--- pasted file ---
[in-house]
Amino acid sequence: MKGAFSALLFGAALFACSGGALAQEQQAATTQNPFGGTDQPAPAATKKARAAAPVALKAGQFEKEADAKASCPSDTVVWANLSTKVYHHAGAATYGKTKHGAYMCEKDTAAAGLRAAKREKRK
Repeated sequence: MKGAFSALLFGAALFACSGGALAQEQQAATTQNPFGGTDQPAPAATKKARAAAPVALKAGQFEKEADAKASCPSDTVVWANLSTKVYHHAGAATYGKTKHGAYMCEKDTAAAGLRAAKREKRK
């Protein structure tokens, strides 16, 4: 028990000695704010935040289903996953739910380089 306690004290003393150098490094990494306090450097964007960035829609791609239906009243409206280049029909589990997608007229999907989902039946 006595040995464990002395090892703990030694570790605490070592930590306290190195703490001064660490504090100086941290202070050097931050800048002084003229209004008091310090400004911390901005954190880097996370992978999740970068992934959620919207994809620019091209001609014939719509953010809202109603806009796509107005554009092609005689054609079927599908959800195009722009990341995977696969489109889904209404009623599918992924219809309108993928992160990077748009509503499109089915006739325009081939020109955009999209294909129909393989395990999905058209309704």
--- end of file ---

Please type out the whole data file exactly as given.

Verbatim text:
[in-house]
Amino acid sequence: MKGAFSALLFGAALFACSGGALAQEQQAATTQNPFGGTDQPAPAATKKARAAAPVALKAGQFEKEADAKASCPSDTVVWANLSTKVYHHAGAATYGKTKHGAYMCEKDTAAAGLRAAKREKRK
Repeated sequence: MKGAFSALLFGAALFACSGGALAQEQQAATTQNPFGGTDQPAPAATKKARAAAPVALKAGQFEKEADAKASCPSDTVVWANLSTKVYHHAGAATYGKTKHGAYMCEKDTAAAGLRAAKREKRK
């Protein structure tokens, strides 16, 4: 028990000695704010935040289903996953739910380089 306690004290003393150098490094990494306090450097964007960035829609791609239906009243409206280049029909589990997608007229999907989902039946 006595040995464990002395090892703990030694570790605490070592930590306290190195703490001064660490504090100086941290202070050097931050800048002084003229209004008091310090400004911390901005954190880097996370992978999740970068992934959620919207994809620019091209001609014939719509953010809202109603806009796509107005554009092609005689054609079927599908959800195009722009990341995977696969489109889904209404009623599918992924219809309108993928992160990077748009509503499109089915006739325009081939020109955009999209294909129909393989395990999905058209309704």